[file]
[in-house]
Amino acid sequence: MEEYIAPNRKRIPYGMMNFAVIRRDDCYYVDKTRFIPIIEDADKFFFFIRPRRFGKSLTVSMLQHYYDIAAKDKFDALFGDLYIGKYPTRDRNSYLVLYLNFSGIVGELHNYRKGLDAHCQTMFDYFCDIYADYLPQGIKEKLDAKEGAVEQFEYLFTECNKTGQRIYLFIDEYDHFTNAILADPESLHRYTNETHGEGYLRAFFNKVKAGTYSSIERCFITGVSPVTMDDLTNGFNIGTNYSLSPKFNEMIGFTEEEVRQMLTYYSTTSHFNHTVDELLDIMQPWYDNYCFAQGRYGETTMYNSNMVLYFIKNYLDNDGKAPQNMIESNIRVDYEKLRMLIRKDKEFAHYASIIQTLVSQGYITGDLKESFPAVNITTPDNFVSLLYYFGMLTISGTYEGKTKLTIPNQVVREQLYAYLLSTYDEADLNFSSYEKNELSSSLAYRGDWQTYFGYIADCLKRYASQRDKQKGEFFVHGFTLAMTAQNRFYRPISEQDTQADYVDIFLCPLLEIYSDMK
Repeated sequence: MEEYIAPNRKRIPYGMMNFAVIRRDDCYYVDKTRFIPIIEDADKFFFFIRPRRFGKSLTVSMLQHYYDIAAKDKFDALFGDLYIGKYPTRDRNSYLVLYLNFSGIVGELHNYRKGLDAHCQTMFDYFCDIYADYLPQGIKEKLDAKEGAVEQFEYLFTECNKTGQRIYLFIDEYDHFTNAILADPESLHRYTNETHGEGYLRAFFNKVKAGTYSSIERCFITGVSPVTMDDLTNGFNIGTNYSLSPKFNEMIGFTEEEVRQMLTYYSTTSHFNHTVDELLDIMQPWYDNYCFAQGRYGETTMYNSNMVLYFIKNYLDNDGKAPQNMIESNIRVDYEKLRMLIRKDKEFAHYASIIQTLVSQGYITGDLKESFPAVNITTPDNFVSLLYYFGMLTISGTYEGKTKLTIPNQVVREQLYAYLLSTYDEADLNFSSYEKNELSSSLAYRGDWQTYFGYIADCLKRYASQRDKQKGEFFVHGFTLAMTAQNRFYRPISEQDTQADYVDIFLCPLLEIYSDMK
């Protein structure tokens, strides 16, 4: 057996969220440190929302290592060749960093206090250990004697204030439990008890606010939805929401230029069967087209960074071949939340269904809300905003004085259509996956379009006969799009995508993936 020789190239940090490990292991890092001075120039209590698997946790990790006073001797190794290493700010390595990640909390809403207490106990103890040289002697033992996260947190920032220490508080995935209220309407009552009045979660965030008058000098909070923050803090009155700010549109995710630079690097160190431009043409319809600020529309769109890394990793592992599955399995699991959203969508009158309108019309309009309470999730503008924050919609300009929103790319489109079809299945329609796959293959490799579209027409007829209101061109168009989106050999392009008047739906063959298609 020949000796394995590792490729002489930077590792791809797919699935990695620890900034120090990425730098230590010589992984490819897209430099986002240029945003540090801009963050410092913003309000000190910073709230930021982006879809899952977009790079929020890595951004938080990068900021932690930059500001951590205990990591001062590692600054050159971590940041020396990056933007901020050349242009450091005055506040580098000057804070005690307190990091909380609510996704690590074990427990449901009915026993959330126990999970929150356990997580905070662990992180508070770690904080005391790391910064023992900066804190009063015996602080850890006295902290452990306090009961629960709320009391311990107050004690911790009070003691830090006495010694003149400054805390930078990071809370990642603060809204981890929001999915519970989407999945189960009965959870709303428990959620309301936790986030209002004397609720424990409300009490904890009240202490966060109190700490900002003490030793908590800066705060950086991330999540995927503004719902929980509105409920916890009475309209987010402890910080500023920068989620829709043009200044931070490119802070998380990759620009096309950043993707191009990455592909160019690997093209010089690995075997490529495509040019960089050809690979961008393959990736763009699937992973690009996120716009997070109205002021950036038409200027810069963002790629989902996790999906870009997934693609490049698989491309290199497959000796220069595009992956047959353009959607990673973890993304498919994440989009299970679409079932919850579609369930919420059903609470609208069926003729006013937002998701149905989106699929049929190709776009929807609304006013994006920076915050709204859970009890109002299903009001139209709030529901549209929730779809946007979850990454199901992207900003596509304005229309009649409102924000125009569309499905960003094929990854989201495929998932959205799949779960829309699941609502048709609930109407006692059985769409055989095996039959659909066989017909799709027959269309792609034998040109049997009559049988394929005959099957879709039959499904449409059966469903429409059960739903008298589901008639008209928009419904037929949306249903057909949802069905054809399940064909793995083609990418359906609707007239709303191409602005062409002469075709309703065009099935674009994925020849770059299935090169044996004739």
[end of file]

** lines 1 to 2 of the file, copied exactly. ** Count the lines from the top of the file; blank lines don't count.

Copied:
[in-house]
Amino acid sequence: MEEYIAPNRKRIPYGMMNFAVIRRDDCYYVDKTRFIPIIEDADKFFFFIRPRRFGKSLTVSMLQHYYDIAAKDKFDALFGDLYIGKYPTRDRNSYLVLYLNFSGIVGELHNYRKGLDAHCQTMFDYFCDIYADYLPQGIKEKLDAKEGAVEQFEYLFTECNKTGQRIYLFIDEYDHFTNAILADPESLHRYTNETHGEGYLRAFFNKVKAGTYSSIERCFITGVSPVTMDDLTNGFNIGTNYSLSPKFNEMIGFTEEEVRQMLTYYSTTSHFNHTVDELLDIMQPWYDNYCFAQGRYGETTMYNSNMVLYFIKNYLDNDGKAPQNMIESNIRVDYEKLRMLIRKDKEFAHYASIIQTLVSQGYITGDLKESFPAVNITTPDNFVSLLYYFGMLTISGTYEGKTKLTIPNQVVREQLYAYLLSTYDEADLNFSSYEKNELSSSLAYRGDWQTYFGYIADCLKRYASQRDKQKGEFFVHGFTLAMTAQNRFYRPISEQDTQADYVDIFLCPLLEIYSDMK